It has been marketing its LNG brand for some time, but it hasn’t had the desired impact in the short term because the infrastructure isn’t in place to respond to demand. If it can’t service demand than marketing efforts are underwhelming to say the least.

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Links to over 240 articles by a host of different publishers including the FT, Wall Street Journal, Reuters etc., all containing references to RoyalDutchShellPlc.com or its founders

screen-shot-2016-09-19-at-15-34-38Links to over 240 articles by a host of publishers including the FT, Wall Street Journal, Reuters, Dow Jones Newswires, Bloomberg, New York Times etc., containing references to this website, or its founders Alfred and John Donovan (photo right).

Includes newspaper and magazine articles, and newsletters. All in date order.

WALL STREET JOURNAL ARTICLE: “Shell Wages Legal Fight Over Web Domain Name”: 2 June 2005

BLOOMBERG ARTICLE: “Shell in Legal Battle Over Name of Web Site, Journal Reports“: 2 June 2005

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Dutch parliament orders annual check on Groningen gas production

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Thu Sep 15, 2016 4:51pm BST

The Dutch parliament adopted a motion on Thursday ordering the government to evaluate every year whether gas production at the country’s Groningen field can be reduced further.

Output from Groningen, Europe’s largest gas field, has halved over the past two years after the country’s Safety Board said the government was failing to protect citizens from earthquakes triggered by gas exploitation.

In June, the government capped production at 24 billion cubic meters (bcm) annually for the coming five years but the motion adopted Thursday opens the door to further reductions.

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Royal Dutch Shell: An Unsustainable Dividend

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Jesse Moore: Sept 15, 2016

Summary

  • Shell is funding its dividend and capital expense programs through a combination of debt and asset sales.
  • Those assets are operating, economic assets that provide long-term value to the company under its assumptions.
  • Shell has one year of leeway at current prices to fund its dividend after that rising debt will put too much pressure on the companies balance sheet.
  • Since I have a negative outlook on prices till at least 2018, I expect a Shell dividend cut in the first half of 2017.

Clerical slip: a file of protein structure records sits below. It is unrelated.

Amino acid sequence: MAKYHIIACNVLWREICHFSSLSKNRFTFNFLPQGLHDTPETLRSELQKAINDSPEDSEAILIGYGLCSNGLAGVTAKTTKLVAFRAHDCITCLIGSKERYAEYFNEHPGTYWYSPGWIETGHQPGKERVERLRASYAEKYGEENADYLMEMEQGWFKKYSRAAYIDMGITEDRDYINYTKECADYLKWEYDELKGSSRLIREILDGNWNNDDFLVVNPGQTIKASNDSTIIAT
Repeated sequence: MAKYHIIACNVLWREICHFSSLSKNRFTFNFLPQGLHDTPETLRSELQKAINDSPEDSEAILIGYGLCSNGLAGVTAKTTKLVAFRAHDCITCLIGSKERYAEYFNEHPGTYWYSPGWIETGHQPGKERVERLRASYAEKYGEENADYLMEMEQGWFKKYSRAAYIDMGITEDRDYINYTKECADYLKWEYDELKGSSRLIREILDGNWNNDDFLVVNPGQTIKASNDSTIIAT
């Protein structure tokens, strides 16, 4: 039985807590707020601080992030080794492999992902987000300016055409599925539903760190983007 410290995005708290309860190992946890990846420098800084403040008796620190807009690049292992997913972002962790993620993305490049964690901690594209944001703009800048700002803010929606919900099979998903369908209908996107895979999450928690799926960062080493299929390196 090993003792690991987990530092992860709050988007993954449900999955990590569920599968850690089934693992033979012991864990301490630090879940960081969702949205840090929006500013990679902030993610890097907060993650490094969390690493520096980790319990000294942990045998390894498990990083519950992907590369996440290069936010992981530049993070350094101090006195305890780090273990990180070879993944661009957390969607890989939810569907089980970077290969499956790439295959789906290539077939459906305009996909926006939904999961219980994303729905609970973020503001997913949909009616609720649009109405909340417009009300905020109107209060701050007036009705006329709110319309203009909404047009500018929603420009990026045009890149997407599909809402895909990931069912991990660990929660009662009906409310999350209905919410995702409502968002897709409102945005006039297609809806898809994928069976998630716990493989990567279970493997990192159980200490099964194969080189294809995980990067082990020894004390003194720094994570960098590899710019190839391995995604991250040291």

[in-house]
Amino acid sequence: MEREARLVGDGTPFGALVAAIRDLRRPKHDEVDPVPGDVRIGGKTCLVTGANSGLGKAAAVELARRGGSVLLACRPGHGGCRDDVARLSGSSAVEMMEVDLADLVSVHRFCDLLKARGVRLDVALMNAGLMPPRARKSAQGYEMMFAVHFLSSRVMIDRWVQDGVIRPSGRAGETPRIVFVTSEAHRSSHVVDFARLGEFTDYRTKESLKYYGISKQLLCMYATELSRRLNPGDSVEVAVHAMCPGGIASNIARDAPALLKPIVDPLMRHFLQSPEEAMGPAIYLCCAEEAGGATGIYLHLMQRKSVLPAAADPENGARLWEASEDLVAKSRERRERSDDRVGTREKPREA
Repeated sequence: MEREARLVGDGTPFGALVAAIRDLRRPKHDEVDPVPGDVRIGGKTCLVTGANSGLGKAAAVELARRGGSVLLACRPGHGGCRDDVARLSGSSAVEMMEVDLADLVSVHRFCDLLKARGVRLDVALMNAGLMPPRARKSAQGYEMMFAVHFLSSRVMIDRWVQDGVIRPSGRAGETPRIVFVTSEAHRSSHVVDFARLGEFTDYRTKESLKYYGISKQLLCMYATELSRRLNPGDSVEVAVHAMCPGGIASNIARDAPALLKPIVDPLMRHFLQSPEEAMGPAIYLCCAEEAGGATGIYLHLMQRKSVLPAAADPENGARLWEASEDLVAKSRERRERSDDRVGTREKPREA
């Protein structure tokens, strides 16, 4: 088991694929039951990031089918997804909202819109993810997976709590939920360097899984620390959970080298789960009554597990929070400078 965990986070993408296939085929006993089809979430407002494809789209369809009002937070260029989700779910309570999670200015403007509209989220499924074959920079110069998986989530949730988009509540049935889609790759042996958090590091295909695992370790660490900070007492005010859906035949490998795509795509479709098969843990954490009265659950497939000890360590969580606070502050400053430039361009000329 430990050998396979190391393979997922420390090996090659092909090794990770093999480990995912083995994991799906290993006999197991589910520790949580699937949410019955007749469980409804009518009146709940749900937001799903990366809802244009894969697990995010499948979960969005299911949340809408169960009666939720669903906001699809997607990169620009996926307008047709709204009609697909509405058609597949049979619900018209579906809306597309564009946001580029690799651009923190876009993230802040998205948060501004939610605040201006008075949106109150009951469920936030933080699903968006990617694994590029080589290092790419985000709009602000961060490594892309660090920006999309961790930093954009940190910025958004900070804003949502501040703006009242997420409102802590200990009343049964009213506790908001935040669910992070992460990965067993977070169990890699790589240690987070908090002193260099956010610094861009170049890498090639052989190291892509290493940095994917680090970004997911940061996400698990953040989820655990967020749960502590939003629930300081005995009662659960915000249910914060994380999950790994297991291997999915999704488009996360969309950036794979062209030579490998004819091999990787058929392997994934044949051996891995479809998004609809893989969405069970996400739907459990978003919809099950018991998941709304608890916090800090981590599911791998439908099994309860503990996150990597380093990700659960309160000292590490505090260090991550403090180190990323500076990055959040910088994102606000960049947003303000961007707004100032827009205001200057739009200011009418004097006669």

• Adding to the long list of resource companies with debt-funded dividends, we have Royal Dutch Shell (RDS.A, RDS.B). With a current yield of nearly 8%, and assuming you knew nothing about oil and gas, you could reasonably conclude this company is in peak operating condition. Unfortunately for investors, that story would be far from true.

Capital Expense – Free Cash Gap Growing

Many Shell investors focus on the stability of the dividend as a hallmark of the stock. Those investors are seemingly immune to what the balance sheet, cash flow statement tell us. As the company has pushed towards gas and is being pushed by its investors towards renewables, the capital expense bills have piled up. Throughout the oil downturn, Shell has hardly reduced capital expense in line with free cash flow – a result of long-term project planning that cannot be reined in.

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Shell leaves refinery business in Denmark

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By Daniel J. Graeber     |   Sept. 15, 2016 at 8:36 AM

COPENHAGEN, Denmark, Sept. 15 (UPI) — For about $80 million in capital, Royal Dutch Shell said Thursday it was keeping its upstream Danish interests in check, but unloading a refinery operation.

Shell said it reached an agreement with a Danish company to sell its refinery operations, which includes the Fredericia refinery that has the capacity to handle 70,000 barrels of product per day. The Dutch supermajor said its exploration and production interests in Denmark would not be impacted by the transaction.

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Shell safety chief urges industry not to get bogged down in KPIs

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Written by Mark Lammey – 14/09/2016 7:22 am

The oil and gas industry is in danger of getting bogged down in key performance indicators (KPIs), a safety chief from Shell said yesterday.

Norbert van Beelen, Shell’s vice president of wells safety and environment, said that while it was important to measure performance, companies were wasting time gathering superfluous metrics.

He said: “We need to manage it because KPI is becoming an industry on its own.

“Certain metrics are needed so we understand where we are going, but there needs to be a purpose. We need to be deliberate about what we are choosing.